I saw this item many weeks ago, but, had not had time to look at it until now. Geo Broadcasting Solutions has filed Petition for Rule Making (RM-11659) based on a system that divides the coverage area of major stations into smaller zones allowing for ad targeting of specific audiences. They have coined the term “Zone Casting” to describe the scheme. It is covered by two US-issued patents filed by Lazer Spots, LLC: 20120014370 and 20110065377. After a look at these two patents, it seems there are three possible ways to accomplish this Zone Casting Scheme:
- In the first described method, the main transmitter is broadcasting area wide and all the zone transmitters are muted. An inaudible signal is transmitted to all units, the main transmitter is then muted and the zone transmitters turn on and transmit localized content. After the local information is transmitted, the zone transmitters mute and the main transmitter resumes broadcasting.
- In the second described method, the main transmitter and the zone transmitters are broadcasting area-wide information. The main transmitter ceases broadcasting area-wide information and the zone transmitters begin broadcasting localized information. At the end of the localized information, the main transmitter and zone transmitters transmit area-wide information.
- In the third describe method, the main transmitter and zone transmitters are broadcasting wide area information with “capture ratio pattern.” The main transmitter initiates an alteration, temporarily becoming a zone transmitter. The zone transmitters then transmit localized content. After the localized content, the main transmitter becomes a main transmitter again.
All of the transmitters are linked to the studio via digital STL systems, and content for the zone transmitters is distributed via IP network. The transmitter frequencies are synced with GPS, similar to FM on channel booster stations. Method number three includes possibly switching the transmitter output to a lower gain and or lower height antenna.
Of the three methods, the first system will result in the fewest interference issues. No matter which method is used, there will be interference issues between the zone transmitters and or the main transmitter where the signal strengths are equal and the audio is 180 degrees out of phase. These can be moved around slightly by adding delay to the audio signal, but they will always be present. More about Same Frequency Networks (SFN) and Synchronized FM signals can be found here. While the zone transmitters are transmitting dissimilar localized information, standard capture effect rules apply.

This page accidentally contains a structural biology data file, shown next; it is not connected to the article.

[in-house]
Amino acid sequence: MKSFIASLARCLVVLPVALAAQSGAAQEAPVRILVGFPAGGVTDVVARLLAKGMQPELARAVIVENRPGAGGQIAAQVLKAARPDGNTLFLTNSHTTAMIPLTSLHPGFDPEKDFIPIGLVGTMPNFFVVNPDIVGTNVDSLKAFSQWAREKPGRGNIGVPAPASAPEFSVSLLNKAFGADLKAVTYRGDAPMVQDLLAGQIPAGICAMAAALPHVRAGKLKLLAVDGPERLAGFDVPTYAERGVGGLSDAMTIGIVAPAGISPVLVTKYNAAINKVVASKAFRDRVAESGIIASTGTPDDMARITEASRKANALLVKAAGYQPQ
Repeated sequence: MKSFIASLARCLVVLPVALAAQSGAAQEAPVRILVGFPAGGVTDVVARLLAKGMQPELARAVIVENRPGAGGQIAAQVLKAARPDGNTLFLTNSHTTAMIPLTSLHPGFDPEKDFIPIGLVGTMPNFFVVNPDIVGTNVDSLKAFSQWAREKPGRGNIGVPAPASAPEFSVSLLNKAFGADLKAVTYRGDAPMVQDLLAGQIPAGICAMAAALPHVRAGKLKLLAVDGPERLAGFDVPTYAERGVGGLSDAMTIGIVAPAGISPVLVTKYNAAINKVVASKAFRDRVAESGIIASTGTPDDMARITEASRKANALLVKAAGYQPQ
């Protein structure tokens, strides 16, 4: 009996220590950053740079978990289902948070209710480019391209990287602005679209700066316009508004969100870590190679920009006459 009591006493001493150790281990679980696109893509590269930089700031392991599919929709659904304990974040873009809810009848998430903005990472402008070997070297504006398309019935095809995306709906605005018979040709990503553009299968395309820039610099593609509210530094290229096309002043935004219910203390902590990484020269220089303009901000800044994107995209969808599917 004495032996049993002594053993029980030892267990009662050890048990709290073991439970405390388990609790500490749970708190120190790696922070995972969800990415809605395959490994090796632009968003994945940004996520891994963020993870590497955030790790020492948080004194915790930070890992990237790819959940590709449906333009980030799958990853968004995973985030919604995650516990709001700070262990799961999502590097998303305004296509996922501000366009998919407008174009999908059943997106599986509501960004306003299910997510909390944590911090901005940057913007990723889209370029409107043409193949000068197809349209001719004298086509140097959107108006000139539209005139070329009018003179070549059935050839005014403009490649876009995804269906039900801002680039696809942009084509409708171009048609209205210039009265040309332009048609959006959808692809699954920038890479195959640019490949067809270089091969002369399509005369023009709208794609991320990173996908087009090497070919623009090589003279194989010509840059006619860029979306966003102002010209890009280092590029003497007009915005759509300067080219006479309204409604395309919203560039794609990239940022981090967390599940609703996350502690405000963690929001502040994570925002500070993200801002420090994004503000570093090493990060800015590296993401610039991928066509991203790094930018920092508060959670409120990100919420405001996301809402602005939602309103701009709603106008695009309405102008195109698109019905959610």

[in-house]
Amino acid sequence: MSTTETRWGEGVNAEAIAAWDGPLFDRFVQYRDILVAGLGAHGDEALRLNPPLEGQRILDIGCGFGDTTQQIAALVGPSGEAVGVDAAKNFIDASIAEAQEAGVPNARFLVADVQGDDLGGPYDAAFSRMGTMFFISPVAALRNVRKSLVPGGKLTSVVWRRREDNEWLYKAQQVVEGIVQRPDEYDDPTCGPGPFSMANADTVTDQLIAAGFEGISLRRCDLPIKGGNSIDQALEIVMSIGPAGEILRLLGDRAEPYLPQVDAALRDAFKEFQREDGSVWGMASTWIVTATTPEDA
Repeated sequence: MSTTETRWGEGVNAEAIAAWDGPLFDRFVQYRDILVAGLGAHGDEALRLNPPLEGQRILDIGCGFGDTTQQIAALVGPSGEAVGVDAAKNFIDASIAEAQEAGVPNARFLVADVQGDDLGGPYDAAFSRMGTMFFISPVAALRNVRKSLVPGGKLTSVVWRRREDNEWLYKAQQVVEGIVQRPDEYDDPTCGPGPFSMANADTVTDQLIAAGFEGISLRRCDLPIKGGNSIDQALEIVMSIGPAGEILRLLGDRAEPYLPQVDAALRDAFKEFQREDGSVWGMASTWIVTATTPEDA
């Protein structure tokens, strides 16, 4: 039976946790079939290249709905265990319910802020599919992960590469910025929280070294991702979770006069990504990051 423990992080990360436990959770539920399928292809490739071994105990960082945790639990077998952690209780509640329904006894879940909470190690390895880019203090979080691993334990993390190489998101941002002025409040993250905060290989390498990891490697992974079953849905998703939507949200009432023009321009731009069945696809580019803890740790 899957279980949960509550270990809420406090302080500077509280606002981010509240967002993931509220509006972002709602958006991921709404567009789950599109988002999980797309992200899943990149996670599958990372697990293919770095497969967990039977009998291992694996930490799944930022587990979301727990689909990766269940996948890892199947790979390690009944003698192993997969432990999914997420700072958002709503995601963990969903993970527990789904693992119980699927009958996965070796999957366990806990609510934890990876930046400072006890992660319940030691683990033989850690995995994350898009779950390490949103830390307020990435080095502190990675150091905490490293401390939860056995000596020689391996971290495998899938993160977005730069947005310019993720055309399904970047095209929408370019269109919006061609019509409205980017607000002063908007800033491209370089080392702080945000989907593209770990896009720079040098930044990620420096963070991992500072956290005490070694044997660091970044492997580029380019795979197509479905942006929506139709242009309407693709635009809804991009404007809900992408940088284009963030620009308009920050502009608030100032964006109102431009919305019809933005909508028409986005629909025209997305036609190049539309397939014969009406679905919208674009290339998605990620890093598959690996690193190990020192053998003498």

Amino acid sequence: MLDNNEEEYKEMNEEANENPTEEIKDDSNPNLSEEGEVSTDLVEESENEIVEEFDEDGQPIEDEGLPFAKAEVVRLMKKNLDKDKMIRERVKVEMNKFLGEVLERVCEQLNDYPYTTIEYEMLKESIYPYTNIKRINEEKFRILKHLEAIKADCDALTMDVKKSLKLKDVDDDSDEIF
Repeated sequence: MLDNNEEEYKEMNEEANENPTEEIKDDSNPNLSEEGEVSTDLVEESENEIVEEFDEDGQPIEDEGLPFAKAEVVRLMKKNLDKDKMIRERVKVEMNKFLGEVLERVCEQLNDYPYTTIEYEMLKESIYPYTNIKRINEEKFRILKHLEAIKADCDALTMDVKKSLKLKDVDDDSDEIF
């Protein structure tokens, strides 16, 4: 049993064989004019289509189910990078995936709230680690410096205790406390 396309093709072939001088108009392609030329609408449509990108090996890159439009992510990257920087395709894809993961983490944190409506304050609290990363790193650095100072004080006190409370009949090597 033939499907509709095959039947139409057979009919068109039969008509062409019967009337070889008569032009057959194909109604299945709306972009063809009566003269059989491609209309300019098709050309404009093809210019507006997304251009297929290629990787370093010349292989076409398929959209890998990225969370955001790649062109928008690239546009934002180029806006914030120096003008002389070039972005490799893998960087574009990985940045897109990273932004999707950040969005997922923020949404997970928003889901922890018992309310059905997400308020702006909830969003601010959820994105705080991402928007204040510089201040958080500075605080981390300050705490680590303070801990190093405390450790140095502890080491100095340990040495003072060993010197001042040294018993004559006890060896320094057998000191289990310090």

The system has had limited testing in Salt Lake City, Utah (KDUT) and Avon Park, Florida (WWOJ), which according to the filing and comments, went well.
Geo-Broadcasting is applying to conduct a full test with WRMF in Palm Beach, FL. The expected installation will include up to 22 zone transmitters.
Conceptually, tightly targeted advertising is not a bad idea. Advertisers like it because they perceive a better return for their dollar. The cost of such a system is not insignificant. Transmitter site leases run $1-2K per month, leased data lines, equipment, installation work, equipment shelters, etc will likely run several hundred thousand dollars or more.
If it gets approved by the FCC, it will be interesting to see how it works and whether or not the system is financially justifiable.
2 thoughts on “Zonecasting; the Technical Details”
Sounds like another Rube Goldberg nightmare, just another way to suck the last dime out of an ever unlistenable deteriorating FM band. IBOC,co-channel,adjacent
channel, LPFM, out of control pirates and now SELF INTEFERENCE. Much like both sides of the idiot Hockey debacle our industry seems hellbent on killing the goose that lays the golden egg. When FM reaches the AM point of irrelevancy everyone will say….. how did this happen and why did no one stop it.
Simulcasting, but not quite. Of course, they need to control the interference. I really wonder sometimes looking at these things if someone just dreamed it up without doing any research into the existing body of knowledge.
I thought of something like this for ham radio, and it’s applicable to two-way radio as well. The concept I refer to as “sortacasting”. Multiple repeaters share a common frequency, but separated from each other by a normal coordination distance so that each transmitter would not normally overlap another’s coverage. The repeaters are then linked together using VoIP, so that the corresponding audio offsets won’t irritate the users. Of course, the way to manage the coverage would be with two dedicated pairs of repeaters, alternating repeaters every 15-30 miles, depending on terrain and coverage. But that is simply cellular radio without the hexagonal cells.